Snowplow Forums banner

1 - 6 of 6 Posts

·
Registered
Joined
·
40 Posts
Discussion Starter #1
I have been looking for quite some time for a decent truck to put a new plow on.I am looking to spend under $10,000 for the truck, Then another 4 to 5 k for the plow. I have been told by experienced snow plowers that the ford F250 and F 350 with a solid front axle is a very strong plow truck. I have an 05 Dodge 3500 cummins but I dont want to put a plow on my new $35,000 truck and beat the hell out of it. Does any one know what years Ford used the solid front axle. Did Dodge use a solid front axle in any of the Ram 2500 or 3500s?
Any info would be appreciated
 

·
Registered
Joined
·
159 Posts
Ford has used a solid axle on the F350 1986 to present. You need to be careful if you look at anything in the 1980 to 1986 era as some of the F350's had a twin I beam setup. F250's have had a solid axle since 1999. The F250 for 1997 to 2000 or 2001 came in a light duty version with an IFS front axle (those trucks look like the 97 F150). I could be wrong as to when Ford went back to a solid axle on th F350.
Since 2000 the F350 and F250 are esentially the same truck. The major difference is the lift blocks (4" on a 350, 2" on a 250) that are used on the rear axle, and the big one the GVW rating is 1000# more on the F350 (9900# to 8800# for the 250). Hope this helps.
Ray
 

·
LetsTalkSnow.com - Moderator
Joined
·
4,902 Posts
I'm pretty sure the Twin Traction Beam(TTB) was introduced in 1980 on the F-Series. In 1984, the F-350 was equipped with the solid Monobeam front axle, very similar to the unit used today. The F-150 and F-250 continued to carry the TTB to 1996, when they were redesigned and switched to an independent front suspension. The '96 and '97 F-250HD still carried the TTB, and the F-350 had the monobeam. There was no '98 model year for the F-250 and F-350, in mid '98 the SuperDuty series was introduced as a '99 model. With the SuperDuty, both the F-250 and F-350 carry a monobeam front axle and have since. In 2005, the front suspension was modified from leaf springs to a coil spring/trailing arm set up, but they still have the solid axle.
 

·
Registered
Joined
·
40 Posts
Discussion Starter #4
Thanks for the info what about Dodge

Thanks for the great info. I almost bought an f250 but when I looked it over again, I noticed it had indepedent front suspension. i was told that the solid front axle is the only ford that I should buy for plowing. Does any one know how 90s Dodge 3/4 and 1 ton front ends hold up with a 1000# plow hanging off the front. I am going to buy a western V or a Blizzard 810 so I need a super strong front end.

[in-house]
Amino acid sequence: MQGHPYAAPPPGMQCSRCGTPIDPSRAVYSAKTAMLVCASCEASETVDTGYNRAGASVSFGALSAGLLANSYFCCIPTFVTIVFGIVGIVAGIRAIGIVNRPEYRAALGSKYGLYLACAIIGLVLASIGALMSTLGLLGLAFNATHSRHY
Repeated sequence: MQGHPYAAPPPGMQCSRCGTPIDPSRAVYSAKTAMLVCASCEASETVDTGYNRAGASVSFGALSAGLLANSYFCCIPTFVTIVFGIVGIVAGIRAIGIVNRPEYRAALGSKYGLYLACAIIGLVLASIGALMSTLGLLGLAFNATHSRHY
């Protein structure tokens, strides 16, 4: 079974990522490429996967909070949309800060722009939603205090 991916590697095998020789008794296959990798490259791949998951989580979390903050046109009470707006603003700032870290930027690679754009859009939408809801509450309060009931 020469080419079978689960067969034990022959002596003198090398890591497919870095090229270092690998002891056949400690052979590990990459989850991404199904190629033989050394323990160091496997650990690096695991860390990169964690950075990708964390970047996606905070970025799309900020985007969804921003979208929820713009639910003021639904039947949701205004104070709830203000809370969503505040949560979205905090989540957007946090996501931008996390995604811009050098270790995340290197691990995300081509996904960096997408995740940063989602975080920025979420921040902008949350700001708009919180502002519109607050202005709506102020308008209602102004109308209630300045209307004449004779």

Thanks again. I really appreciate the help that I have been given by all of you.
 

·
Registered
Joined
·
211 Posts
If your going to run it yourself, save the money and hang an 810 on your D. Is it a SRW or dually.
Unless you just like the idea of having another truck, your going to be $$ ahead and off-set any depreciation that you feel the plowing will cost you on your Dodge.
Cost of another truck & plow & insurance & maintenance & licence = $$$ just to sitting and waiting for snow. LOts seem to go wrong with trucks that sit alot also.
Just my $.02
You may have limited options for finding older resonably decent p/u's in Alaska ?
 

·
Registered
Joined
·
78 Posts
my father has a 96 3/4 ton ford with a big block 460ci motor and IFS axle. it has been a plow truck for the whole of its life with 125K on the odometer. it has an 8 foot MM1 fisher plow and a dump insert in the bed. and has has a 2 yard bradford v-box in it for a few years. this truck is well suited to plow with. the only problem with the front axle is if you plow in 4 high is can be broken. we had a hired man a couple years ago that demolished the front end but he has little to no common sense.

the truck had a new axle put in it and has had two more seasons on the axle since then. it is the main truck in our fleet. our second truck is an 86 ranger that had a 6.5 fisher on it and now has a 7.5 fisher. it has heavy duty supercab springs and extra rear leaf springs and it has a IFS front axle with coil air bags as well. last fall we bought a '93 f350 7.3 turbo diesel and i am still in the process of mounting the controls and such for the 9' diamond/MM1 i have. it has a solid front axle. I bought our forth truck this spring and it is a 91 f350 7.3 NA Dump and it has a solid front axle as well and a 9' fisher. i have not plowed with either the third or fourth truck yet.

i agree that the solid front axle is better suited to heavy use. But the 3/4 truck has been the money maker for 4 years. so if your smart and don't abuse the truck you can use a 3/4 ton ford chevy or dodge as your plow truck. i would stay away from any 1/2 tons that already have plows on them.

i know this was kinda long but i think i made my point and i hope that it helps someone.
 
1 - 6 of 6 Posts
Top